for much more open processes in showing how the buildings are being maintained and much better processes in listening to tenants because clearly trust between public service te na nts clearly trust between public service tenants and landlords have been very badly damaged by this. it is difficult to see how to recover from this except by saying that we will now take steps to ensure that there are regular inspections, we will tell you what we are doing so i think better communication on a continuing basis with tenants, to tell them what is happening and to listen to them and for them to understand if they think they are being listened to will be the order of the day. thank you, mike granatt, very much. istanbul of the annual gay pride march in istanbul say it will go ahead despite a ban by the
authorities of the largest city in turkey. the event had been called for sunday evening in tax square. authorities banned the march for a third year in a row, citing security concerns after threats from far right groups. mark lowen is there. the organisers able to say that the march will take place? they were not able to take part at all. we are in an area just away from taksim square and you can see the heavy police presence as police chase people here and used tear gas to disperse the crowds. some people tried to unfurl a rainbow banner and stand up to the police but they were not having any of it. over here we can see the police trucks where these people have been detained and taken into custody. so the police are under
strict orders not to allow the gay pride march to take place in any way, shape or form. pride march to take place in any way, shape orform. the government says this was because of a threat from ultranationalist says this was because of a threat from ultra nationalist groups says this was because of a threat from ultranationalist groups which we re from ultranationalist groups which were threatening public order and tourists but organisers and supporters of the gay pride parade say this is just a scapegoat for a conservative islamist government to clamp down on something anathema to their social values and that the government should stand up to these far right groups rather than giving in to them. so for the third year running and has been cancelled. for more than a decade it took place in istanbul with tens of thousands taking part and istanbul with tens of thousands taking partand big rainbow istanbul with tens of thousands taking part and big rainbow flags, the largest such march in the middle east and now conservatives in turkey have taken over east and now conservatives in turkey have ta ken over and east and now conservatives in turkey have taken over and are planning to clamp down hard. 0ne extra point is that some eu delegations arrived here because they say that turkey is a candidate for eu membership and will need to improve its record on human rights. that criticism is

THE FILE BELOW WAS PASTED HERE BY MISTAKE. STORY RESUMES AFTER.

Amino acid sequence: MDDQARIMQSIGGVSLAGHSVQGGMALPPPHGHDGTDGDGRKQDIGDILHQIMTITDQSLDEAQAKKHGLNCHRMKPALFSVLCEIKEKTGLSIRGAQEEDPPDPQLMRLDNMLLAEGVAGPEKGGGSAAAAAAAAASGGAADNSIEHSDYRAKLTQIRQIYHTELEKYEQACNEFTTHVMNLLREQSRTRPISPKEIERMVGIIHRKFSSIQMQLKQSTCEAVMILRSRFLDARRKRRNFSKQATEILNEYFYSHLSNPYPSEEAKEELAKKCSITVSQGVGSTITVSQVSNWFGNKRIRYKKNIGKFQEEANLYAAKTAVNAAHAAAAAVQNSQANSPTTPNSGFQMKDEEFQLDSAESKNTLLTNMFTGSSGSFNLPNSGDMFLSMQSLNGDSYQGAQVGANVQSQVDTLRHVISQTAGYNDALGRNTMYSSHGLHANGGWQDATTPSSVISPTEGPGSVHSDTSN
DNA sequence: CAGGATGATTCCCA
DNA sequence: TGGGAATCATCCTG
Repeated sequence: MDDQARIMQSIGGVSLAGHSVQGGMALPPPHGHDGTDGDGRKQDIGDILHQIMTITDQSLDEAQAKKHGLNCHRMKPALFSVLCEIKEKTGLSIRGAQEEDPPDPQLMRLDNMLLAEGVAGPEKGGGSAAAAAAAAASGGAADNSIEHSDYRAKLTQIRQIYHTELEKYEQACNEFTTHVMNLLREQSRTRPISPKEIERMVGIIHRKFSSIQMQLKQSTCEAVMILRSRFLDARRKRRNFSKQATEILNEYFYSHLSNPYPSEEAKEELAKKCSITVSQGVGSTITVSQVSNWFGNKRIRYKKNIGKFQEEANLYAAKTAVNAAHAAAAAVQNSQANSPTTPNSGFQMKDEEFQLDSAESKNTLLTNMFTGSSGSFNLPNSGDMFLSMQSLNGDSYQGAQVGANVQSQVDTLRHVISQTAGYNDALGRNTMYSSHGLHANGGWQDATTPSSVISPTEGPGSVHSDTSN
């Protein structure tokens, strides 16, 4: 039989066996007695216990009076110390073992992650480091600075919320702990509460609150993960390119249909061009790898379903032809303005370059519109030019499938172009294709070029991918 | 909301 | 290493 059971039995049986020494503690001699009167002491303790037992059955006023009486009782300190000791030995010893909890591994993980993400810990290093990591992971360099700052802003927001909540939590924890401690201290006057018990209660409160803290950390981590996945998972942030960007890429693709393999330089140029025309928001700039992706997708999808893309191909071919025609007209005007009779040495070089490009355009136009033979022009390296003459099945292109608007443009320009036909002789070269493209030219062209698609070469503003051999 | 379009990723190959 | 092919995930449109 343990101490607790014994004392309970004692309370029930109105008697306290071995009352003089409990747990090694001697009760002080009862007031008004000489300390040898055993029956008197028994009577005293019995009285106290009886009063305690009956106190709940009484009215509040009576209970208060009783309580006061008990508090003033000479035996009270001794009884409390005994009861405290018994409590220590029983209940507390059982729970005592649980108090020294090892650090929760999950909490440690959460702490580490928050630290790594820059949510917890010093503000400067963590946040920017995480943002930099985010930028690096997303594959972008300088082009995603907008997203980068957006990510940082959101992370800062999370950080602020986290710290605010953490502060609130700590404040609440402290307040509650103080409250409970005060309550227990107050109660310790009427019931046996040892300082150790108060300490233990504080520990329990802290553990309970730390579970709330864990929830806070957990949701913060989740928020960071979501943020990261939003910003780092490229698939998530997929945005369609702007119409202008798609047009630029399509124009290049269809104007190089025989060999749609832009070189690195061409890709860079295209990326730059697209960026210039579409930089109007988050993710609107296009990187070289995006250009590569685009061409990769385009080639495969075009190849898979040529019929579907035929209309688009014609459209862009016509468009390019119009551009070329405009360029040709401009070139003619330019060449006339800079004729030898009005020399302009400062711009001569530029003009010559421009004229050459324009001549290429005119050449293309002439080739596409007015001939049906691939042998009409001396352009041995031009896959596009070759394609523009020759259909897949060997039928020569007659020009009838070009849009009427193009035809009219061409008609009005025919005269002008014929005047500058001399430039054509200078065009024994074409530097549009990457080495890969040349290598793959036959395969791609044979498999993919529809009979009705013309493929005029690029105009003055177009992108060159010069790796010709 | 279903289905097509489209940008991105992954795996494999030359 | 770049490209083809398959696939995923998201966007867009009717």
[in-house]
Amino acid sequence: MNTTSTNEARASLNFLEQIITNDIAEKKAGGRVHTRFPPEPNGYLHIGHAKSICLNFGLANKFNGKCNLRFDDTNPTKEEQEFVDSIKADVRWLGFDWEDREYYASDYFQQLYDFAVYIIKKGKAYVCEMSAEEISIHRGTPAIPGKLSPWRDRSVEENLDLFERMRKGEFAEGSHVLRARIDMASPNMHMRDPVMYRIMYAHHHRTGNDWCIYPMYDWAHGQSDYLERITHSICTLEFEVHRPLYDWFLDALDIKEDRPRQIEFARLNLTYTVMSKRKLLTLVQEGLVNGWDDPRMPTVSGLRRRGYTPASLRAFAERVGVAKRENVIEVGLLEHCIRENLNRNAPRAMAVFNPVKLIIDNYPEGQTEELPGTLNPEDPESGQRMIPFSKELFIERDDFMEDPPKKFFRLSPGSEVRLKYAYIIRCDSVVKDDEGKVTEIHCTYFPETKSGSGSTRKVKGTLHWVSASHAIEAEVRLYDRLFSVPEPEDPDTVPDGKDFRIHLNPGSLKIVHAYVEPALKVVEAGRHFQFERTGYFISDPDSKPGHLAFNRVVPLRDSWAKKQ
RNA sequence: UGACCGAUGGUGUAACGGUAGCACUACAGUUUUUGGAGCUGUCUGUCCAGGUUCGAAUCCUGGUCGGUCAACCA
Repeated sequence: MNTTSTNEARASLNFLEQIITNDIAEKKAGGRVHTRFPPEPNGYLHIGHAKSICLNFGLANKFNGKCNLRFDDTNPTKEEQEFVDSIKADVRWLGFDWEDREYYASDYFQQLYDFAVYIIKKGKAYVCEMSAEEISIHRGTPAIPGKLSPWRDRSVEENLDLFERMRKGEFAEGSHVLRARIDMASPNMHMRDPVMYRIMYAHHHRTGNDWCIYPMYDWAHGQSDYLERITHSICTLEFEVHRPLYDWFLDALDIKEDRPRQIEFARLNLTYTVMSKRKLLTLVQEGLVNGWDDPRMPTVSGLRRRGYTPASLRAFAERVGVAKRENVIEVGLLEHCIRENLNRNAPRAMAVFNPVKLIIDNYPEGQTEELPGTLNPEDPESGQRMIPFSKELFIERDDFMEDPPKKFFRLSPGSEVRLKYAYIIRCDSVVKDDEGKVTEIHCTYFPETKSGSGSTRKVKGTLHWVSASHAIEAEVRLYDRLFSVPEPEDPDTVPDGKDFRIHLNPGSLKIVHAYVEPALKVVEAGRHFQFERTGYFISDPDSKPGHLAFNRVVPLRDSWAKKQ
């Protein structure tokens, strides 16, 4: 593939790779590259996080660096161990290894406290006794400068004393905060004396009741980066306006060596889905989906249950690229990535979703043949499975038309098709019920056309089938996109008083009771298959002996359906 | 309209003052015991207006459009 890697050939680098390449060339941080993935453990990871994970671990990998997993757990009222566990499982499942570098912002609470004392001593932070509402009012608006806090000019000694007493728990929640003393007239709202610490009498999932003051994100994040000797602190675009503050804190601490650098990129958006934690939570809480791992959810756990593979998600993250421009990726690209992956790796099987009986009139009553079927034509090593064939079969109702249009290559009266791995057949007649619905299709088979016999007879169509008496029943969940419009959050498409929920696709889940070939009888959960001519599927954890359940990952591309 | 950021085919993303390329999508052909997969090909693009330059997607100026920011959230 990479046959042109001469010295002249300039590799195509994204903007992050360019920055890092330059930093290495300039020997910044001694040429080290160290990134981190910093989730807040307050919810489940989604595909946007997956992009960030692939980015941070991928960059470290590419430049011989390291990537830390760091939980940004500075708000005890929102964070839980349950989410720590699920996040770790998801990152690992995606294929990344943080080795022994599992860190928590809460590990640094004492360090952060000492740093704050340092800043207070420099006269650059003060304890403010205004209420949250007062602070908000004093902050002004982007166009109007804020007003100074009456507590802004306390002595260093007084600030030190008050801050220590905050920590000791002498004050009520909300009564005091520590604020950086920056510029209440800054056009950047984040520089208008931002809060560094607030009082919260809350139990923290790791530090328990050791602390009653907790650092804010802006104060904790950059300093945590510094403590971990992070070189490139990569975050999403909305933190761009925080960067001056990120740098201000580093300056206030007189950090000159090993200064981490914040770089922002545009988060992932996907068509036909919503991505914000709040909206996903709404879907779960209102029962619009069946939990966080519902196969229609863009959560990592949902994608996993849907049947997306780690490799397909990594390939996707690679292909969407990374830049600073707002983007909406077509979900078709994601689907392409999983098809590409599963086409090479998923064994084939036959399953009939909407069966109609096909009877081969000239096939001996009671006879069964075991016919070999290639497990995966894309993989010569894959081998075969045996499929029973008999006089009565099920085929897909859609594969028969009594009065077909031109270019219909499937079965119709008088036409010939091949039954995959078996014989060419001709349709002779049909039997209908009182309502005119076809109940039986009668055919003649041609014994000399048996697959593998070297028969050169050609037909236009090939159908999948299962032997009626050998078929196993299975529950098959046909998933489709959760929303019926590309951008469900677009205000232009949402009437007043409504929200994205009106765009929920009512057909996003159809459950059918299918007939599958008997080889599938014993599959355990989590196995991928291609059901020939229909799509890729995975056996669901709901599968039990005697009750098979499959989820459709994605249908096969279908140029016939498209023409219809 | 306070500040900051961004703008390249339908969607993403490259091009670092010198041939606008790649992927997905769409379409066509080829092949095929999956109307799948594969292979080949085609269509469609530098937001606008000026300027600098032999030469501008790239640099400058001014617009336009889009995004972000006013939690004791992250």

likely to fall on deaf ears in a country where the more secular liberal side of turkey is increasingly ostracised. mark lowen, thank you. the headlines on bbc news. it's just after 18 minutes past six. the number of high rise buildings to have failed fire safety tests rises to 60 across 25 council areas. brexit secretary david davis says he is pretty sure the uk will be able to reach suitable deal with brussels on leaving the eu. officials in pakistan say that 150 people have died after an oil tanker overturned and caught fire in punjab province. let's stay with the story of that terrible fire in pakistan. villages in punjab province had rushed to the roadside after the tanker tipped over. many others are in a critical
condition in hospital. firefighters have now brought the blaze under control. richard lister reports. the tanker blazed for hours after the explosion. 0nlookers struggled to control their grief. the blast consumed everything around it, killing scores of people in an instant and injuring many more. nearly all the victims came from surrounding villages. the tanker had come off the road, spilling thousands of litres of fuel. in this impoverished area, people rushed to collect it. it's thought someone lighting a cigarette may have caused the explosion. the charred wreckage gives an idea of how many people were there. pictures too graphic to broadcast showed bodies piled by the road. "children were bringing buckets to take the petrol", he said. "there was a huge crowd and suddenly an enormous explosion." this man had a lucky escape, he'd already taken some petrol and then felt dizzy because of the fumes and decided not to go back for more. the army flew out some of those injured by helicopter.